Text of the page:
With housing prices at record levels, many of today’s young people have no ambition to own their own home. For example, Jamie (25) states: “My generation is a rental generation. If it wasn’t for the help of my mum and stepdad, I would never be able to dream of owning my own home.”
The lucky ones have generous parents or grandparents who want to help them save a deposit towards their first home.
We wise old owls know that the longer you invest money, the more it will grow into a fund to buy property, cover tough times or secure your retirement. But most young people seem to think they are immortal, and feel no need to save for the future.
In an attempt to encourage young people to save, the government has launched a series of confusing options designed to lock the money in for its intended purpose, and to discourage them from being foolish and blowing their savings on sex, drugs and rock ‘n’ roll.
Here, we explain the options:
The new Lifetime ISA (LISA) is a tax-free savings account for 18 to 39-year-olds to save up to £4,000 per year. After the first 12 months, the government will add a bonus of £1 for every £4 saved, up to a maximum of £1,000 a year.
The money can be used as the deposit to buy a first home for up to £450,000, or after age 60 as a retirement fund. If the money is withdrawn for any other reason, savers still get the bonus and interest but 25% of the amount withdrawn will be deducted as a penalty.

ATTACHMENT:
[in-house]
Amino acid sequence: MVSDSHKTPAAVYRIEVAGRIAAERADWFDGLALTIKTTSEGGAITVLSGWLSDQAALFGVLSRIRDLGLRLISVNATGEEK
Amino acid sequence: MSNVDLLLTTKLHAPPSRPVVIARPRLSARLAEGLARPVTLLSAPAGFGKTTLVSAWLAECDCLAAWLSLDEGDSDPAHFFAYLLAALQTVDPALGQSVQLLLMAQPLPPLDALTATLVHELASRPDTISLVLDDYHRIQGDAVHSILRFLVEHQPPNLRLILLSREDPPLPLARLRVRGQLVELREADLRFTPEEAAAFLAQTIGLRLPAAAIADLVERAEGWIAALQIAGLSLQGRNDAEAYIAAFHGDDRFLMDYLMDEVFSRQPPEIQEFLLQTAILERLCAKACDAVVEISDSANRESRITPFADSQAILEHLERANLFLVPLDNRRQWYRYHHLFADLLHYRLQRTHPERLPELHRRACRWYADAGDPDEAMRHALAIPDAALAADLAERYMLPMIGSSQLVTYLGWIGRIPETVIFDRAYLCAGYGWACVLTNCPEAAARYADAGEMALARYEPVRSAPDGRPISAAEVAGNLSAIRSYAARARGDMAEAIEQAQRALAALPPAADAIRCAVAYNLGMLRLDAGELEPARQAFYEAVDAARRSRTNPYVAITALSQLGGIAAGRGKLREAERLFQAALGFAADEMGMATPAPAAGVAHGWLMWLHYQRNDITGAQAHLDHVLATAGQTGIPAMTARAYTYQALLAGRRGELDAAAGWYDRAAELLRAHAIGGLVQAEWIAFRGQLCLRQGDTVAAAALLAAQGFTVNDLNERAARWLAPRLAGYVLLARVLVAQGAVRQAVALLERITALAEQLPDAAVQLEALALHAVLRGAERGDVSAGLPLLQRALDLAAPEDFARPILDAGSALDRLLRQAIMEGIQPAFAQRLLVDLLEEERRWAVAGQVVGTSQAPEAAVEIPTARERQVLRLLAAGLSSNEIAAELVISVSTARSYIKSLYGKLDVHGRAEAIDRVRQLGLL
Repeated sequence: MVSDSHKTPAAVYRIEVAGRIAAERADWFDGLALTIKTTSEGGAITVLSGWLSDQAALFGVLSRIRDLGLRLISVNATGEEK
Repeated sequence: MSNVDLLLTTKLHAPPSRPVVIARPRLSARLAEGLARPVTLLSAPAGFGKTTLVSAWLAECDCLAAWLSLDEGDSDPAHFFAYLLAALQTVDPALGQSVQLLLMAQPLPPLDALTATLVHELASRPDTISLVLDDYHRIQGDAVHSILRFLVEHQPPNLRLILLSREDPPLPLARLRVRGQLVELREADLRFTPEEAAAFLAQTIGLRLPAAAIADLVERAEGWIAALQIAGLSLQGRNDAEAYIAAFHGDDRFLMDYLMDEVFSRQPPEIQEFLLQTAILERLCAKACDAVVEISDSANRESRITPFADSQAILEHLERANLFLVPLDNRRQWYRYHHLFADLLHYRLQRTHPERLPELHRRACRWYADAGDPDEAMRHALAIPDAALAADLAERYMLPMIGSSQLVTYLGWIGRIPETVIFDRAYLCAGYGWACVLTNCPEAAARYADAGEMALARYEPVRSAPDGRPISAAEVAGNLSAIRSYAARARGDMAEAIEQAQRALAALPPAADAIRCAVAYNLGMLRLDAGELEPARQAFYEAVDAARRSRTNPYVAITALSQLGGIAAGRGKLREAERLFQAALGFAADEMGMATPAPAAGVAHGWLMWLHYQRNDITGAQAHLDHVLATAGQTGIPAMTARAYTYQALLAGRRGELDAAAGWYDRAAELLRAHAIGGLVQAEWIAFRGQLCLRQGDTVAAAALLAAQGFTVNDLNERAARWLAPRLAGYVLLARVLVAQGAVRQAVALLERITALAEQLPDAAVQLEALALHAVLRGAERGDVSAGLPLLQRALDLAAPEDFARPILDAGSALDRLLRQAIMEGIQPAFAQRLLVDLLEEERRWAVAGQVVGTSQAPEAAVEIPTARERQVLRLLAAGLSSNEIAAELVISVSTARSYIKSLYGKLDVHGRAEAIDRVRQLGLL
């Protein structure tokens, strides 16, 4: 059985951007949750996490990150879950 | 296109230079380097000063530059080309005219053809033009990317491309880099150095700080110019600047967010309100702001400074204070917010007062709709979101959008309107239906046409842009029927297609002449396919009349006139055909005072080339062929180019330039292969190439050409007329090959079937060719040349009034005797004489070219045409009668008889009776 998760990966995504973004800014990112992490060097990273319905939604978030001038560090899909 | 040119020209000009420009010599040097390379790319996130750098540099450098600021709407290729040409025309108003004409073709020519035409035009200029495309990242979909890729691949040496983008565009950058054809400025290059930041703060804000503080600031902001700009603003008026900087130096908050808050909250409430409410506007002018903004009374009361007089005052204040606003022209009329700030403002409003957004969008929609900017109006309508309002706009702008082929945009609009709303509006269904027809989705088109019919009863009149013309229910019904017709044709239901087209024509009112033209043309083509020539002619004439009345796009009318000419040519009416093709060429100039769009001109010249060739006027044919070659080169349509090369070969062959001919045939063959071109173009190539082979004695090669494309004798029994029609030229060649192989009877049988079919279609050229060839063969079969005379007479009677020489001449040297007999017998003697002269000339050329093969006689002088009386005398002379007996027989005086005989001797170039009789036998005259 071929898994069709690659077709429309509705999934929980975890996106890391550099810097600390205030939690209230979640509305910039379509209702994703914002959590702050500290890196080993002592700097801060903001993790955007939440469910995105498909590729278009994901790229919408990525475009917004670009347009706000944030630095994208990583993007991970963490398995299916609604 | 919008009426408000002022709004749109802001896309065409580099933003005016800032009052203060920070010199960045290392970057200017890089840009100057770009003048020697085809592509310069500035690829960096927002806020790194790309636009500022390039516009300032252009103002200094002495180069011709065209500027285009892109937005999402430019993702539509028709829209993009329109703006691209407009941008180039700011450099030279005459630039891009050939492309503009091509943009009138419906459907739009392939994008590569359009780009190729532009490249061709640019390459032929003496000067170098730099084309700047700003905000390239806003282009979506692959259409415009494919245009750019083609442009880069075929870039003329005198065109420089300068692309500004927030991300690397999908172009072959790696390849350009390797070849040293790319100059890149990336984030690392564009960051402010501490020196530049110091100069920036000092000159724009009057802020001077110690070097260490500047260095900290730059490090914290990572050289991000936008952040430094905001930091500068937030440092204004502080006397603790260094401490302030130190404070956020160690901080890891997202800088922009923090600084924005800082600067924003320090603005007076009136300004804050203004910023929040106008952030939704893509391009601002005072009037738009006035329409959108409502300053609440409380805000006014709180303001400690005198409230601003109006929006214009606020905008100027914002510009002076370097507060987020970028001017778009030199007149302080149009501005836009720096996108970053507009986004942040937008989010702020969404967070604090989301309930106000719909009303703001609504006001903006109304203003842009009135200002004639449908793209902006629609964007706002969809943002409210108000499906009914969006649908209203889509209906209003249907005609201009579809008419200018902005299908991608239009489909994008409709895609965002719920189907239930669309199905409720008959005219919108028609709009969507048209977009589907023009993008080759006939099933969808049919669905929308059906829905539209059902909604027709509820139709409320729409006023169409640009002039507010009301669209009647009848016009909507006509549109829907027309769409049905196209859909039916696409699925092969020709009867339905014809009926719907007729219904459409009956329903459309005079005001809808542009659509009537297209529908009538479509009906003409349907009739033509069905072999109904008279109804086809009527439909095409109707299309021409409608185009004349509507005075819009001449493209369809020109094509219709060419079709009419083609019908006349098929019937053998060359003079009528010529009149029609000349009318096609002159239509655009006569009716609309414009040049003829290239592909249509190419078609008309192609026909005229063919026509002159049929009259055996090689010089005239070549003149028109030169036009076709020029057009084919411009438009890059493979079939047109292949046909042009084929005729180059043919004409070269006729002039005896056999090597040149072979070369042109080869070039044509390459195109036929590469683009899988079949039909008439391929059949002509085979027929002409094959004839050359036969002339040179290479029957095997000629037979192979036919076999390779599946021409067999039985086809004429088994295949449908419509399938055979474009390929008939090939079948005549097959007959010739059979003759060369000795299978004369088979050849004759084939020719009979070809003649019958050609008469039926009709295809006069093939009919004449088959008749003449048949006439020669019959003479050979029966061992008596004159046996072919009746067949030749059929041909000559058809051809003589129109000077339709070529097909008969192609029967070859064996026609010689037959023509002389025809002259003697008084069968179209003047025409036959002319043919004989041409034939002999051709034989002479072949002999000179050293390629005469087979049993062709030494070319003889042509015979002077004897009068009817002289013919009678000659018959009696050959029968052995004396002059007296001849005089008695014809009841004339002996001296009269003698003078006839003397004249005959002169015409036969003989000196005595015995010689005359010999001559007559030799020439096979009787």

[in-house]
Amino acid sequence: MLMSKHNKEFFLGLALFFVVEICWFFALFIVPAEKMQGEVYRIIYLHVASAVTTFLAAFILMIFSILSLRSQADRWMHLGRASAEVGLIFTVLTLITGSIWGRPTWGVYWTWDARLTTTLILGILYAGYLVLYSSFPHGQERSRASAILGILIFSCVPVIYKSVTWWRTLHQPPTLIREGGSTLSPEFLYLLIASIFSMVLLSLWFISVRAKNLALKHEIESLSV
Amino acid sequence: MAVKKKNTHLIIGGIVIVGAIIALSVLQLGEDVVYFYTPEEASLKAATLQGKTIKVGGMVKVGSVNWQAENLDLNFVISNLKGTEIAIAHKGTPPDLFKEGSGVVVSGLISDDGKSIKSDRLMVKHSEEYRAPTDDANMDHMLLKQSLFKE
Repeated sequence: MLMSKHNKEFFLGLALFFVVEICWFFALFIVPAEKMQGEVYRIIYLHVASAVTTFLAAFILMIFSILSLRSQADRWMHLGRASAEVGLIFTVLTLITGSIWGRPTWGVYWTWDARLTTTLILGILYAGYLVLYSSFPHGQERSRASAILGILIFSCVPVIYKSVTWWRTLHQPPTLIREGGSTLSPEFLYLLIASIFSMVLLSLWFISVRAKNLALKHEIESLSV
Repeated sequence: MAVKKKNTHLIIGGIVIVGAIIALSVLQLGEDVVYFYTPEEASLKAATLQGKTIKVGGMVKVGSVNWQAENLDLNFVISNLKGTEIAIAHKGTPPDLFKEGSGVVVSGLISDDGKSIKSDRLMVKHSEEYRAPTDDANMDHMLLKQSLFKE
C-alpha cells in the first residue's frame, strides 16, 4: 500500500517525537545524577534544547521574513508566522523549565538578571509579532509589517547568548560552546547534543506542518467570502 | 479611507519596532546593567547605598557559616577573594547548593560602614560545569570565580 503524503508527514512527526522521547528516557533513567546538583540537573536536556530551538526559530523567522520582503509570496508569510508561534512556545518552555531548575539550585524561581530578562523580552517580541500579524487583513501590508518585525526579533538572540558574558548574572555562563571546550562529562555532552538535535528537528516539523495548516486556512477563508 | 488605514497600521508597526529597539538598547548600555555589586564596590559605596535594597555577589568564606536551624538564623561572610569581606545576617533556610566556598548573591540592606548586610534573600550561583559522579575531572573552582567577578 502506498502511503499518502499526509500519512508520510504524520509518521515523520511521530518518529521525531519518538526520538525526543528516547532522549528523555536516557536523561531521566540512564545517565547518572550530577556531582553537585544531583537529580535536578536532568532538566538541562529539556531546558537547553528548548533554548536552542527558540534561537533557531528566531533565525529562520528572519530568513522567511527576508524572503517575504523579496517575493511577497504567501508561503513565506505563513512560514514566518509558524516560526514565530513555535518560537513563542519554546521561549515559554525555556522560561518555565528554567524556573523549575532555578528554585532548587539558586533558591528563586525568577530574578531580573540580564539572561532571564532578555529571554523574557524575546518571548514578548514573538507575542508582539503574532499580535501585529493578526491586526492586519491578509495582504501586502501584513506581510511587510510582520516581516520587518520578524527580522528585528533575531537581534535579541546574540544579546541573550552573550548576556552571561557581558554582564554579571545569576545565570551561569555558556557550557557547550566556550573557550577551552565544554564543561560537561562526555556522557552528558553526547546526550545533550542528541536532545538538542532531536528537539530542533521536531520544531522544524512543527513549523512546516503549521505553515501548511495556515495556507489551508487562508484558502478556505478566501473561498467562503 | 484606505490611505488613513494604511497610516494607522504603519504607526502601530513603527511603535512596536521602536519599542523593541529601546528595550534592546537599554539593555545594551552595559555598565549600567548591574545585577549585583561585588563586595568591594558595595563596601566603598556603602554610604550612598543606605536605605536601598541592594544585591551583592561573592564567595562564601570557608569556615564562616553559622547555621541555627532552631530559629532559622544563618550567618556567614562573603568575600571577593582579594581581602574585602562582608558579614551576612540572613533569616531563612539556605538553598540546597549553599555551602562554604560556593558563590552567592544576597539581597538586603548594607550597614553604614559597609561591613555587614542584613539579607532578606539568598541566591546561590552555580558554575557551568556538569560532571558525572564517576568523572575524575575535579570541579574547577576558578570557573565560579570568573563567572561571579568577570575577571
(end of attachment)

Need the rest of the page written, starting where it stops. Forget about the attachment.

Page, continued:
We think a LISA might be useful to save for a property deposit, short-term, over 5 to 10 years. However, not many providers are offering them yet, as there is a debate about whether or not it will catch on. So far, you can only open a stocks and shares LISA at Transact, Nutmeg, Hargreaves Lansdown and the Share Centre, while Skipton Building Society plans to launch the first-ever cash LISA in June.
Help to Buy ISA
A Help to Buy ISA can be opened at age 16. You can save £1,200 in the first month, and £200 every month after that. For first-time buyers, the government will add a bonus of 25%, up to £3,000 in total or £6,000 for a couple. The bonus becomes payable on completion.
The purchase price of the property is capped at £450,000 inside London, and £250,000 everywhere else.
Money can be withdrawn for any reason without penalty, but savers lose the government bonus. Note that all Help to Buy ISAs are cash. There are no stocks and shares products.
Here’s the advice from Martin Lewis of Money Saving Expert
There is also the option of a Junior ISA, which is open to children up to the age of 18.
What about NISA?
This is the new name for the ‘normal’ ISA that we all know and love.
We hope this helps. Of course, you can contact Tucana if you have any questions. We’ll be happy to advise.